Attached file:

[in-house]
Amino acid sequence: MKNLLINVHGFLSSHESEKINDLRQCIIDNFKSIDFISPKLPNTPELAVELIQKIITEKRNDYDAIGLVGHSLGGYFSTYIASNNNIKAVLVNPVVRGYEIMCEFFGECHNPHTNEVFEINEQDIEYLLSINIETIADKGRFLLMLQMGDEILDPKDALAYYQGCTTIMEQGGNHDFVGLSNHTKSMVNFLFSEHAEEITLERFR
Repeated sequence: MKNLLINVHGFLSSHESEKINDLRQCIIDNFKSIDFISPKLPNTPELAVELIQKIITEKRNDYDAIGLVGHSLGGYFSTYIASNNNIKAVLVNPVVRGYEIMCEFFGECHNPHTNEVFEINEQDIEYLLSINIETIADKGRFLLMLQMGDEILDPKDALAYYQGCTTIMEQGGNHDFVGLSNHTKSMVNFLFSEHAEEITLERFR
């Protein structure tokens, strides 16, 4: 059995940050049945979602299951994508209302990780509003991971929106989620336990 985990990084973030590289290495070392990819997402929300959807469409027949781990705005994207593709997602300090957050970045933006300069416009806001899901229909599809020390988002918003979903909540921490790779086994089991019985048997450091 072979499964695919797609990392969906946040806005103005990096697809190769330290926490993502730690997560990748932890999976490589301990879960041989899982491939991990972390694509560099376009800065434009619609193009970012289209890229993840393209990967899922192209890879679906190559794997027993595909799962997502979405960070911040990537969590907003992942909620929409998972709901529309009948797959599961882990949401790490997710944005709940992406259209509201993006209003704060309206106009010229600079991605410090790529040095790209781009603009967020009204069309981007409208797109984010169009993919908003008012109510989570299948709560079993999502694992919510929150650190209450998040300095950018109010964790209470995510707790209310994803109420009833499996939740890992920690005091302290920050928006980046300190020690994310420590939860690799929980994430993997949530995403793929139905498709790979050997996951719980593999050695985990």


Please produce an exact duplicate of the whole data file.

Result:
[in-house]
Amino acid sequence: MKNLLINVHGFLSSHESEKINDLRQCIIDNFKSIDFISPKLPNTPELAVELIQKIITEKRNDYDAIGLVGHSLGGYFSTYIASNNNIKAVLVNPVVRGYEIMCEFFGECHNPHTNEVFEINEQDIEYLLSINIETIADKGRFLLMLQMGDEILDPKDALAYYQGCTTIMEQGGNHDFVGLSNHTKSMVNFLFSEHAEEITLERFR
Repeated sequence: MKNLLINVHGFLSSHESEKINDLRQCIIDNFKSIDFISPKLPNTPELAVELIQKIITEKRNDYDAIGLVGHSLGGYFSTYIASNNNIKAVLVNPVVRGYEIMCEFFGECHNPHTNEVFEINEQDIEYLLSINIETIADKGRFLLMLQMGDEILDPKDALAYYQGCTTIMEQGGNHDFVGLSNHTKSMVNFLFSEHAEEITLERFR
């Protein structure tokens, strides 16, 4: 059995940050049945979602299951994508209302990780509003991971929106989620336990 985990990084973030590289290495070392990819997402929300959807469409027949781990705005994207593709997602300090957050970045933006300069416009806001899901229909599809020390988002918003979903909540921490790779086994089991019985048997450091 072979499964695919797609990392969906946040806005103005990096697809190769330290926490993502730690997560990748932890999976490589301990879960041989899982491939991990972390694509560099376009800065434009619609193009970012289209890229993840393209990967899922192209890879679906190559794997027993595909799962997502979405960070911040990537969590907003992942909620929409998972709901529309009948797959599961882990949401790490997710944005709940992406259209509201993006209003704060309206106009010229600079991605410090790529040095790209781009603009967020009204069309981007409208797109984010169009993919908003008012109510989570299948709560079993999502694992919510929150650190209450998040300095950018109010964790209470995510707790209310994803109420009833499996939740890992920690005091302290920050928006980046300190020690994310420590939860690799929980994430993997949530995403793929139905498709790979050997996951719980593999050695985990």